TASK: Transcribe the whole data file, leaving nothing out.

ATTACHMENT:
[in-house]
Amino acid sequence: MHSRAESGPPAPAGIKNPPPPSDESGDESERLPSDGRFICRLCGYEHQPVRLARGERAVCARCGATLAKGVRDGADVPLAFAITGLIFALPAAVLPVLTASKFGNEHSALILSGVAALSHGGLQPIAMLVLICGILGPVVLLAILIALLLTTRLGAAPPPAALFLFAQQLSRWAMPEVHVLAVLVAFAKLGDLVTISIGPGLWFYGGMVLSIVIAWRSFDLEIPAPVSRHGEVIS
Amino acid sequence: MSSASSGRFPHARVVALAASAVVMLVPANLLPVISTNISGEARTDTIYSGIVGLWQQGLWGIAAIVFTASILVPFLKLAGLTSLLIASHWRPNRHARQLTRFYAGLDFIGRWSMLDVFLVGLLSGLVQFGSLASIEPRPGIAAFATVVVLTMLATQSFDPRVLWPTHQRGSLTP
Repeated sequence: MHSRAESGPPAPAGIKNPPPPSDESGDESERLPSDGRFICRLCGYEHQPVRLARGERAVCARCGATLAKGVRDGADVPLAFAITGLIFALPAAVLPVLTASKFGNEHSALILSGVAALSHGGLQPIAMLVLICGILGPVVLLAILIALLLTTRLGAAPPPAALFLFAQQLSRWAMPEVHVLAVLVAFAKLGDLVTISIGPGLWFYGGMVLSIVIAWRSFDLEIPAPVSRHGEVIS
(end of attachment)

[in-house]
Amino acid sequence: MHSRAESGPPAPAGIKNPPPPSDESGDESERLPSDGRFICRLCGYEHQPVRLARGERAVCARCGATLAKGVRDGADVPLAFAITGLIFALPAAVLPVLTASKFGNEHSALILSGVAALSHGGLQPIAMLVLICGILGPVVLLAILIALLLTTRLGAAPPPAALFLFAQQLSRWAMPEVHVLAVLVAFAKLGDLVTISIGPGLWFYGGMVLSIVIAWRSFDLEIPAPVSRHGEVIS
Amino acid sequence: MSSASSGRFPHARVVALAASAVVMLVPANLLPVISTNISGEARTDTIYSGIVGLWQQGLWGIAAIVFTASILVPFLKLAGLTSLLIASHWRPNRHARQLTRFYAGLDFIGRWSMLDVFLVGLLSGLVQFGSLASIEPRPGIAAFATVVVLTMLATQSFDPRVLWPTHQRGSLTP
Repeated sequence: MHSRAESGPPAPAGIKNPPPPSDESGDESERLPSDGRFICRLCGYEHQPVRLARGERAVCARCGATLAKGVRDGADVPLAFAITGLIFALPAAVLPVLTASKFGNEHSALILSGVAALSHGGLQPIAMLVLICGILGPVVLLAILIALLLTTRLGAAPPPAALFLFAQQLSRWAMPEVHVLAVLVAFAKLGDLVTISIGPGLWFYGGMVLSIVIAWRSFDLEIPAPVSRHGEVIS